Investors in U.S. Treasury securities are operating in a different world now that the federal government is running, and is expected to continue running, large budget surpluses. Because of the surpluses, the total supply of Treasuries held by the public is shrinking. As a consequence, the Treasury announced last week that it plans next year to begin buying back some outstanding securities, most likely those with high yields and longer maturities. The purchases would be through auctions at which owners would voluntarily offer to sell them, usually at a premium. The buybacks would allow Treasury to increase the size of issues of new "benchmark" securities to ensure there is enough liquidity in the issues so they can be bought and sold readily.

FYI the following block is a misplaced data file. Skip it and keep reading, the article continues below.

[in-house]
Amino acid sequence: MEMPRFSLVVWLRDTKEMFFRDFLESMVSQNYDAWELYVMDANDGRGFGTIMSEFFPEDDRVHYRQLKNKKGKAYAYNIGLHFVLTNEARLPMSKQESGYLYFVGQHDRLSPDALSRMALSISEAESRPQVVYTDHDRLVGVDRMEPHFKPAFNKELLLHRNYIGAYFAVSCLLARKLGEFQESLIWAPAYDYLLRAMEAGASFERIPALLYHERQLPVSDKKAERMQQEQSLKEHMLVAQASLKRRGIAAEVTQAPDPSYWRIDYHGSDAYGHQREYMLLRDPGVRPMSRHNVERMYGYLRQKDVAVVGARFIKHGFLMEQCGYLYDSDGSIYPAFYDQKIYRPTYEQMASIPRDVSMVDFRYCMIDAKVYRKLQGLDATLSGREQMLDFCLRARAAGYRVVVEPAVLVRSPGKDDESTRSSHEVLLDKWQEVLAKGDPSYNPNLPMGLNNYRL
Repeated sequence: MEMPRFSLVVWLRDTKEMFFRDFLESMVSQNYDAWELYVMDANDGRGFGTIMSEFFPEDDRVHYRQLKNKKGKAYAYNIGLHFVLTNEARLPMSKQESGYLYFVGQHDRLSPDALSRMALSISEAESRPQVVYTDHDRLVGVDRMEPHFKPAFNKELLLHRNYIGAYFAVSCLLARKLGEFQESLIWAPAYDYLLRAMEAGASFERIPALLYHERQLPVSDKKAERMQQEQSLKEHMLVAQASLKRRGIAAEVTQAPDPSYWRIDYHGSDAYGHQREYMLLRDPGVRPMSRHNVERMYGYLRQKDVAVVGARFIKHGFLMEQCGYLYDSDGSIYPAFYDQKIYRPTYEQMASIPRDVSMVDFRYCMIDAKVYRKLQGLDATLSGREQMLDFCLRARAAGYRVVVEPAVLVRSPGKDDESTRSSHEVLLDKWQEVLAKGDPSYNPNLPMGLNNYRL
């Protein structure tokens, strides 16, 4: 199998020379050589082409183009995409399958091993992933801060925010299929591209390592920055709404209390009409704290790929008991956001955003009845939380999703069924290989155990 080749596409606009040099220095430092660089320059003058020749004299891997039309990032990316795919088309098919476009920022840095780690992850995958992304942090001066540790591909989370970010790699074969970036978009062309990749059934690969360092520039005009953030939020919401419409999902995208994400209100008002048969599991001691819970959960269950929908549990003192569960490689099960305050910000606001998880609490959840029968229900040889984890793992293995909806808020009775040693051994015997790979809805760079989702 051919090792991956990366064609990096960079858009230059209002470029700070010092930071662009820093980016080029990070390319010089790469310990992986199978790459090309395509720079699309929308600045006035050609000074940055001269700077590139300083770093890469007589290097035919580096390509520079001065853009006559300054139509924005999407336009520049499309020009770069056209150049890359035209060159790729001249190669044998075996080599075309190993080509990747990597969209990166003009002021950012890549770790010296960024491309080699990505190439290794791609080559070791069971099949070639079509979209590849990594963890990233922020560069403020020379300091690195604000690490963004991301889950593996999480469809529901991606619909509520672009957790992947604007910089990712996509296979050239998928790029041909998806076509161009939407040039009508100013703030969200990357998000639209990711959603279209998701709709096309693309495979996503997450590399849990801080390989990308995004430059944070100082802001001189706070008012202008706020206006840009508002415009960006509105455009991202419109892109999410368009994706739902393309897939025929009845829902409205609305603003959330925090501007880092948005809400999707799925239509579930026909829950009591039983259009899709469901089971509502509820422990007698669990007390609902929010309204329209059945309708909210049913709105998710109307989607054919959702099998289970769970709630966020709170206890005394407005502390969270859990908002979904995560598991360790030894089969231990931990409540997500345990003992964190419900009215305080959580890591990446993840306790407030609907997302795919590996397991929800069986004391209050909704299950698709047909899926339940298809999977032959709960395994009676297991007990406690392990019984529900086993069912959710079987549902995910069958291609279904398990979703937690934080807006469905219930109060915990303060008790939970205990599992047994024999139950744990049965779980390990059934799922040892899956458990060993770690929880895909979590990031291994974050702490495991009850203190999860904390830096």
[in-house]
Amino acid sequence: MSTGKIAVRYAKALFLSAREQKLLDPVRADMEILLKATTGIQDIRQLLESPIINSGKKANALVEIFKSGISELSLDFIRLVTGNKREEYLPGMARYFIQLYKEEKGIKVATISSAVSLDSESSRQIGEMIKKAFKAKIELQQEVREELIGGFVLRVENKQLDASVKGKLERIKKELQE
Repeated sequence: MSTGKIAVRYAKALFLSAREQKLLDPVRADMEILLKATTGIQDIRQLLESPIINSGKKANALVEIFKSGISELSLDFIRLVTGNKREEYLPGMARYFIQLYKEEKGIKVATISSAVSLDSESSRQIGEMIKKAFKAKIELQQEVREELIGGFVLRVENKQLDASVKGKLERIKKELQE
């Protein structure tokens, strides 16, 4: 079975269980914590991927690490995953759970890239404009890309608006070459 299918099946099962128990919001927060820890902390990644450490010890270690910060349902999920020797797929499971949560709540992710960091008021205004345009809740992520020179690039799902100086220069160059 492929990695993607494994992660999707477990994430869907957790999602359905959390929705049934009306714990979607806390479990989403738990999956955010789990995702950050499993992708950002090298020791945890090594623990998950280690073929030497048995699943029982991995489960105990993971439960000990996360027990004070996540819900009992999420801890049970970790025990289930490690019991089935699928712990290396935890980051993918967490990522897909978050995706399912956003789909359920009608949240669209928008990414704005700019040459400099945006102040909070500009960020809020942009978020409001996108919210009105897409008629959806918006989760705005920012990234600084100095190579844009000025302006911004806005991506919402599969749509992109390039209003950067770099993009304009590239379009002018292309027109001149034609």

Treasury also said that it will increase the size of weekly bill auctions between now and the end of the year to build its cash position in case of any unusual demands relating to the year 2000 computer problem. In addition, Treasury said it would not sell a new issue of 30-year bonds in November and in the future would have such sales only in February and August.

Tomorrow, Treasury will sell $8 billion each in three- and six-month bills, followed Tuesday by $15 billion in five-year notes, Wednesday by $12 billion in 10-year notes and Thursday by $10 billion in 30-year bonds. In when-issued trading Friday, the bills yielded 4.72 percent and 4.85 percent, the notes 5.89 percent and 5.98 percent, and the bonds 6.06 percent.